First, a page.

The only other things of note in the last 10 miles were 1) the mass of half marathon obstacles and 2) catching up to Minnesota around mile 24. The race organizers did fix some of the issues with the half marathon sharing the same course (not sure what the start time is, but they basically start at the half way point and run to the finish line). While they blocked off more lanes of road for everyone to share, the last several miles of this race are marked by weaving through the headphone-clad 4-abreast walkers participating in the half. I had more than enough space to find a path between them, and I admittedly enjoy hearing encouragement from them as I go running by – but I think there is something that goes haywire in my pace perception when passing people going a much different velocity than myself. I’m not sure if the 5 to 20 second decrease in pace from miles 20-25 was due to pace perception or just fatigue, but I think it does play a part in this race. Even through the sea of walker/joggers in the half, every once in a while I caught a glimpse of Minnesota up ahead of me. I was working on reeling him in, but then I saw him hit an aid station between mile 24 and 25, and come to a complete stop while drinking a cup of Gatorade. He said good job as I ran by, and then it was just me trying to make it to the finish line.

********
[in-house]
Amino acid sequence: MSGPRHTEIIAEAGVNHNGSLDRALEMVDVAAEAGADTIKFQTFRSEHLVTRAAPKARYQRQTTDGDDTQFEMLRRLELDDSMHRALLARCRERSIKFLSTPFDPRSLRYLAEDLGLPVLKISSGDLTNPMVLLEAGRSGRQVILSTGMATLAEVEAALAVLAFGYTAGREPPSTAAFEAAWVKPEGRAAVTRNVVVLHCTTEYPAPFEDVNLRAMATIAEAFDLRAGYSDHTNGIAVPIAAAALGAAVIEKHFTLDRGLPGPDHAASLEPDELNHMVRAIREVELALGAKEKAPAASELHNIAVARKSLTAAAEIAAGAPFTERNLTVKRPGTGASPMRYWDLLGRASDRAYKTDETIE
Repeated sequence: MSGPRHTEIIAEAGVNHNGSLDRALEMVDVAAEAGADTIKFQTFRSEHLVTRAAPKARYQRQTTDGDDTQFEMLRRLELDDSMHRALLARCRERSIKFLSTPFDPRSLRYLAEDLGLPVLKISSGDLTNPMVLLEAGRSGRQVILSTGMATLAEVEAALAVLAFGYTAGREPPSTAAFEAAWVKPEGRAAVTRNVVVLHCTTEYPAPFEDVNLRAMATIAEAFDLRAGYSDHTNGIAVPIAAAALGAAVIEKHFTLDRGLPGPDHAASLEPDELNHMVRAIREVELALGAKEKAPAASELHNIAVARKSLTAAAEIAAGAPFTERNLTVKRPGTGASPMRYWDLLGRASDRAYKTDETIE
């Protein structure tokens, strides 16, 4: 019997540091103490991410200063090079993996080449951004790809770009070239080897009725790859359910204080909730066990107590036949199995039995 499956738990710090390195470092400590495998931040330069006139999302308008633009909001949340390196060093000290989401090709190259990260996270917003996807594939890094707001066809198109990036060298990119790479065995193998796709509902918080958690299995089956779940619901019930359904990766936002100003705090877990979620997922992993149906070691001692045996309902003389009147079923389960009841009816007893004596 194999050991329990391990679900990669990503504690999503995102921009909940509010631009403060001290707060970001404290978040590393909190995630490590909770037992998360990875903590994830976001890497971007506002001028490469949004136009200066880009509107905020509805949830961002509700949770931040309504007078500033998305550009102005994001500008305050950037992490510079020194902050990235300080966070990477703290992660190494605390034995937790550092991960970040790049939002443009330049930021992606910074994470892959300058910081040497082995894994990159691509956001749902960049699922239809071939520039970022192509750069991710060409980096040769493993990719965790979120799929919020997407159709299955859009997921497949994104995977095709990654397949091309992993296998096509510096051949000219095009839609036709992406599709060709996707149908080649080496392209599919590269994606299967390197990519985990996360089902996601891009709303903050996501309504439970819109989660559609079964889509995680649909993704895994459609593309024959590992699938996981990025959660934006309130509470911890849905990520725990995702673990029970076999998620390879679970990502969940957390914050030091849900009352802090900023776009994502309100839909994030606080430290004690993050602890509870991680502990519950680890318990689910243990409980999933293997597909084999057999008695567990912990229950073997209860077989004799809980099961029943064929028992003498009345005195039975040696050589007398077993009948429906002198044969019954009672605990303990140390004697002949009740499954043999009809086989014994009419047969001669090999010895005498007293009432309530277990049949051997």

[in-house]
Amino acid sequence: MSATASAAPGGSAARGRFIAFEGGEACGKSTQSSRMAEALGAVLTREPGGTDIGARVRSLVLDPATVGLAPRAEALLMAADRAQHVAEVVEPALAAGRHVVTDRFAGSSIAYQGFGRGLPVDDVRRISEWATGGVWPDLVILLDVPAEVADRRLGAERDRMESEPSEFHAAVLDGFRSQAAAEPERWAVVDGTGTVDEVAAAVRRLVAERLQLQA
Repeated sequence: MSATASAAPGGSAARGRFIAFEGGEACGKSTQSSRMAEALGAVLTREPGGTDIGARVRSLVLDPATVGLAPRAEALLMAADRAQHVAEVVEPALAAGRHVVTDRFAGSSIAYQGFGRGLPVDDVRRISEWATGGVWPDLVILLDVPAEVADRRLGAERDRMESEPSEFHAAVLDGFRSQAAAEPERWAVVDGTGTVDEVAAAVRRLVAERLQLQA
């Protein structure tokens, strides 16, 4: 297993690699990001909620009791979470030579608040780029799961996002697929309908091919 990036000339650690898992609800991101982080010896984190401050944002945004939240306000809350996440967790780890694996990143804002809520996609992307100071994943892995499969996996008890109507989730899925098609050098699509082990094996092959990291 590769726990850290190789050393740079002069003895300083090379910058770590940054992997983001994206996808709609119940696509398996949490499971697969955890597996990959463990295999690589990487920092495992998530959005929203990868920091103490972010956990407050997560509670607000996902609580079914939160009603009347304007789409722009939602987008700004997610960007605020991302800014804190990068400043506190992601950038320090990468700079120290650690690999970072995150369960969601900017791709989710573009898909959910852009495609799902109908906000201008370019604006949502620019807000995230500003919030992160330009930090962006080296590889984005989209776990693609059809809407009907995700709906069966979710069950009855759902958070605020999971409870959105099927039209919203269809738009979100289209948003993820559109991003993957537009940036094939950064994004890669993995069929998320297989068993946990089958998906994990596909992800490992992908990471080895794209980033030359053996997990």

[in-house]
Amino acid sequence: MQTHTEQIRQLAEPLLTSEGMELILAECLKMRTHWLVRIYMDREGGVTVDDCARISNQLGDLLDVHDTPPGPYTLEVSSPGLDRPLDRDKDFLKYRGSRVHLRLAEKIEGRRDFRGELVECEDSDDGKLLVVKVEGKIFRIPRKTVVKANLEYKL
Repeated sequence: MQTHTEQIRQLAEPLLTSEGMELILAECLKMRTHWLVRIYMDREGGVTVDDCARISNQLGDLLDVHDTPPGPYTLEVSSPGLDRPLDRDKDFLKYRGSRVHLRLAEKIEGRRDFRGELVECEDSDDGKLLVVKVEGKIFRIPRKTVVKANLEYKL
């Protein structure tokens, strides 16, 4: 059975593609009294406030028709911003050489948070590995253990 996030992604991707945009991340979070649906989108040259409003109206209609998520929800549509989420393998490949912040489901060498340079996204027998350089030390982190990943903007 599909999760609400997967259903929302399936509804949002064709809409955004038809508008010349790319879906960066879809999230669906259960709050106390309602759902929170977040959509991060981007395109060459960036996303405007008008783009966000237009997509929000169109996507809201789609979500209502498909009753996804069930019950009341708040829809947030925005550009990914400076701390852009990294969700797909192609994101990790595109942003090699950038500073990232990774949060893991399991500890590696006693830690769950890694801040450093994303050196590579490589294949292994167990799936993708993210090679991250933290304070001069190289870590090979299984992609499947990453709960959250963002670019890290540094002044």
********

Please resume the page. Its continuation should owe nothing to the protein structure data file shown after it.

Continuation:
I went into the race aiming for 2:35 or better.  2:36:05 was my official finish time. Based on the results, it lists me as 6th overall (I’m pretty sure I was 7th), 2nd master. That is 1.5 minutes faster than I ran last year, so a PR. At age 45, it’s great to still be running PRs.

The problem is this – I was really hoping to accomplish my marathon goals in this race and be done with this stupid distance. Instead, now I feel like there is still unfinished business with the marathon. But when to do another? I probably need to do one where there is a field to run with (or perhaps just not a field of half marathoners to wade through?). CIM could make sense, but marathon training during cross country season, and having a race near XC nationals… there’s no way that is happening. The ideal race would be one that doesn’t conflict with other things AND has a group of people training for the same race, or others in the same vicinity, since I really enjoyed having a group to do training runs with this past winter. If you have ideas, I am all ears.

Sincerely,
The guy who wanted to retire from marathoning, but can’t do it (yet)

Discussion

2 Responses to “So, I ran a marathon…”

  1. How about Boston? It’s also in the spring, allowing you to train through the winter, and I guarantee you’ll have sufficient people to run with at that pace.

    Posted by Tim | March 2, 2018, 10:32 pm
    • Boston certainly has a strong field. But I’m trying to think of the year that anyone ever said “conditions were absolutely perfect this year for running a fast race.” It seems like too hot, too cold, too wet, and/or too windy are the norm. But I agree, the spring timing is good.

      Posted by Torrey | March 3, 2018, 6:06 am